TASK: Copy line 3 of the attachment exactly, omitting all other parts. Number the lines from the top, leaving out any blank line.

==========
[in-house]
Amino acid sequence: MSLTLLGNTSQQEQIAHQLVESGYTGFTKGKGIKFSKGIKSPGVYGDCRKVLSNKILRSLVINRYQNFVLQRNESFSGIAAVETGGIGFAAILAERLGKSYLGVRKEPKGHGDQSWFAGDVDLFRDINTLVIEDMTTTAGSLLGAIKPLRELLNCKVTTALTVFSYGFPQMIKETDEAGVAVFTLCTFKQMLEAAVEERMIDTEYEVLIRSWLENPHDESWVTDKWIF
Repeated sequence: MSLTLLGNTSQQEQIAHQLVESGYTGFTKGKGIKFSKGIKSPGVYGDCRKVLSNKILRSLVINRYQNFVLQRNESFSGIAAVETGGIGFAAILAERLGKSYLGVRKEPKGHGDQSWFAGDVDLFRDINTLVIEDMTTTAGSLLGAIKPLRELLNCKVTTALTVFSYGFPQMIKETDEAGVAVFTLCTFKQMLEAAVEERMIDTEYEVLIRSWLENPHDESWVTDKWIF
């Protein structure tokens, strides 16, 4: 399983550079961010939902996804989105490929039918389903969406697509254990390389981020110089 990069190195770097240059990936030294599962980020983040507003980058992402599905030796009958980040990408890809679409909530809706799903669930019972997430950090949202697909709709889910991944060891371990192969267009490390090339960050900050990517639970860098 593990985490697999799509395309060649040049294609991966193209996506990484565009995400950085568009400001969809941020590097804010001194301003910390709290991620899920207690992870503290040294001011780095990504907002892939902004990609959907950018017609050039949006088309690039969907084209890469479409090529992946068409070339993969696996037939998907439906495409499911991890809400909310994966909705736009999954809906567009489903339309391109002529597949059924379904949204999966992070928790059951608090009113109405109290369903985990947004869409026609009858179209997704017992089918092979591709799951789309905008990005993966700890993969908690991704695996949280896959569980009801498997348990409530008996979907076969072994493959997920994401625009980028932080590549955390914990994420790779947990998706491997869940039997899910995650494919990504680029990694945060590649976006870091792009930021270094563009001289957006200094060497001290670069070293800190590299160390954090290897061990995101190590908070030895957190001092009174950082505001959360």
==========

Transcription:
Repeated sequence: MSLTLLGNTSQQEQIAHQLVESGYTGFTKGKGIKFSKGIKSPGVYGDCRKVLSNKILRSLVINRYQNFVLQRNESFSGIAAVETGGIGFAAILAERLGKSYLGVRKEPKGHGDQSWFAGDVDLFRDINTLVIEDMTTTAGSLLGAIKPLRELLNCKVTTALTVFSYGFPQMIKETDEAGVAVFTLCTFKQMLEAAVEERMIDTEYEVLIRSWLENPHDESWVTDKWIF